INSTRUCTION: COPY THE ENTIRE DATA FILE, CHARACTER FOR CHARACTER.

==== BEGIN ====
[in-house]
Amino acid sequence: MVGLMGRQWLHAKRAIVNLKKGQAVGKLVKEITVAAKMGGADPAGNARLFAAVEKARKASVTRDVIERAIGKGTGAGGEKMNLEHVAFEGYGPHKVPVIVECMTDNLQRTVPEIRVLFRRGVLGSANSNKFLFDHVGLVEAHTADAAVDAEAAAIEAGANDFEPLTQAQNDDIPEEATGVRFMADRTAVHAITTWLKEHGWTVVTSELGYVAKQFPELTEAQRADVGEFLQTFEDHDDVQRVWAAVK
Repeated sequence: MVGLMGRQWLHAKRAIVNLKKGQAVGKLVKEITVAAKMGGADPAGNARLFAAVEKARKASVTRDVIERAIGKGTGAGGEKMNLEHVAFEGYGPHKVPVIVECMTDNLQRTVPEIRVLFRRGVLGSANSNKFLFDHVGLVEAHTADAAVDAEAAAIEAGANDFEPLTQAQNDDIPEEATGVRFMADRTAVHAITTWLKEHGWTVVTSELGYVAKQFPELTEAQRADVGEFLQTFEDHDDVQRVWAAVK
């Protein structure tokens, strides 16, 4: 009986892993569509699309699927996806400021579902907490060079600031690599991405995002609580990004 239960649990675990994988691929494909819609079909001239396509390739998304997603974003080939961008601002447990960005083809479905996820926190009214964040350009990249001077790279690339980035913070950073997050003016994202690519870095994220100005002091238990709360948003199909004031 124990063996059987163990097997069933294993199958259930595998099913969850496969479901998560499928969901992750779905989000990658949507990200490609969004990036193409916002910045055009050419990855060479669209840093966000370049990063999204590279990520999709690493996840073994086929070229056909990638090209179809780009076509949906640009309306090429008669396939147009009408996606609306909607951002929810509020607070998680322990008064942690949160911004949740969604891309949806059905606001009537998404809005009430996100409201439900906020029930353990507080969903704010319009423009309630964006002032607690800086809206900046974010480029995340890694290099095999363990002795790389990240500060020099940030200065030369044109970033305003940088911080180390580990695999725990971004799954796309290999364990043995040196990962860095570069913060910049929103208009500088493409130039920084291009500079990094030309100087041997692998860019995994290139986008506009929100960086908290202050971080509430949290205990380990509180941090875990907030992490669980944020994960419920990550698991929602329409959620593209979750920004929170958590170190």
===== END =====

[in-house]
Amino acid sequence: MVGLMGRQWLHAKRAIVNLKKGQAVGKLVKEITVAAKMGGADPAGNARLFAAVEKARKASVTRDVIERAIGKGTGAGGEKMNLEHVAFEGYGPHKVPVIVECMTDNLQRTVPEIRVLFRRGVLGSANSNKFLFDHVGLVEAHTADAAVDAEAAAIEAGANDFEPLTQAQNDDIPEEATGVRFMADRTAVHAITTWLKEHGWTVVTSELGYVAKQFPELTEAQRADVGEFLQTFEDHDDVQRVWAAVK
Repeated sequence: MVGLMGRQWLHAKRAIVNLKKGQAVGKLVKEITVAAKMGGADPAGNARLFAAVEKARKASVTRDVIERAIGKGTGAGGEKMNLEHVAFEGYGPHKVPVIVECMTDNLQRTVPEIRVLFRRGVLGSANSNKFLFDHVGLVEAHTADAAVDAEAAAIEAGANDFEPLTQAQNDDIPEEATGVRFMADRTAVHAITTWLKEHGWTVVTSELGYVAKQFPELTEAQRADVGEFLQTFEDHDDVQRVWAAVK
């Protein structure tokens, strides 16, 4: 009986892993569509699309699927996806400021579902907490060079600031690599991405995002609580990004 239960649990675990994988691929494909819609079909001239396509390739998304997603974003080939961008601002447990960005083809479905996820926190009214964040350009990249001077790279690339980035913070950073997050003016994202690519870095994220100005002091238990709360948003199909004031 124990063996059987163990097997069933294993199958259930595998099913969850496969479901998560499928969901992750779905989000990658949507990200490609969004990036193409916002910045055009050419990855060479669209840093966000370049990063999204590279990520999709690493996840073994086929070229056909990638090209179809780009076509949906640009309306090429008669396939147009009408996606609306909607951002929810509020607070998680322990008064942690949160911004949740969604891309949806059905606001009537998404809005009430996100409201439900906020029930353990507080969903704010319009423009309630964006002032607690800086809206900046974010480029995340890694290099095999363990002795790389990240500060020099940030200065030369044109970033305003940088911080180390580990695999725990971004799954796309290999364990043995040196990962860095570069913060910049929103208009500088493409130039920084291009500079990094030309100087041997692998860019995994290139986008506009929100960086908290202050971080509430949290205990380990509180941090875990907030992490669980944020994960419920990550698991929602329409959620593209979750920004929170958590170190």